Background: Despite recommendation and confirmed physical activity benefits, participation in active transportation to school (ATS) has continued to decline. This study’s purpose was to create and test a model of ATS that is directly explained by the constructs of parent attitude, the physical environment, and social capital controlling for age and gender. Methods: Participants were parents (N = 248) of children at 6 elementary and 2 middle schools in 1 district in the Southwestern United States. The survey included previously validated behavior, environmental, attitude, and social items (eg, Safe Routes to School Parent Survey/U.S. General Social Survey). Structural equation modeling was used to test the fit of the model and whether parent attitude, the physical environment, and social capital were associated with active transportation. Results: An adjusted measurement model was a good fit for the data. The physical environment (β = 0.391; P < .01) as well as parent attitude (β = 0.535; P < .001) were positively associated with ATS. Conclusion: This study supports a model of ATS, affirming that parent attitude, the physical environment, and social capital are effective constructs from which to conceptualize associations with walking and biking to school.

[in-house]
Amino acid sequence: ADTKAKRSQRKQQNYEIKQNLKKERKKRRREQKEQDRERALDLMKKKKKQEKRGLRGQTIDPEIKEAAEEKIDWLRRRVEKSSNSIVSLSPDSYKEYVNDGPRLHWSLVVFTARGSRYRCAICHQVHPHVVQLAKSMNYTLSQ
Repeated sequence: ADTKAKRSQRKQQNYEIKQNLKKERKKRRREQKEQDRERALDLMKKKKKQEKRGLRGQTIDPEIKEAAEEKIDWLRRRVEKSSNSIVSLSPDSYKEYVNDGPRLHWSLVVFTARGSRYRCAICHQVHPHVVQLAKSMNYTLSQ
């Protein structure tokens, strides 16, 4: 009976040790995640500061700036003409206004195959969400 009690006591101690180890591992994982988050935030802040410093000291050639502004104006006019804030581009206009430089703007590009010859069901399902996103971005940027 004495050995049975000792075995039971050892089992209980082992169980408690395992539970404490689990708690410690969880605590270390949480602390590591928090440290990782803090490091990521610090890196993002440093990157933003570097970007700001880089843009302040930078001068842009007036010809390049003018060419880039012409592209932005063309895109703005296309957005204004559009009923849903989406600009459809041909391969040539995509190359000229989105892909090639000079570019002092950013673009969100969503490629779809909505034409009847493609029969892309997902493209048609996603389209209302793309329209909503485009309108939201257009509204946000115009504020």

Ross and Searle are with the School of Community Resources & Development, Arizona State University, Phoenix, AZ. Kwon and Kulinna are with Mary Lou Fulton Teachers College, Arizona State University, Tempe, AZ.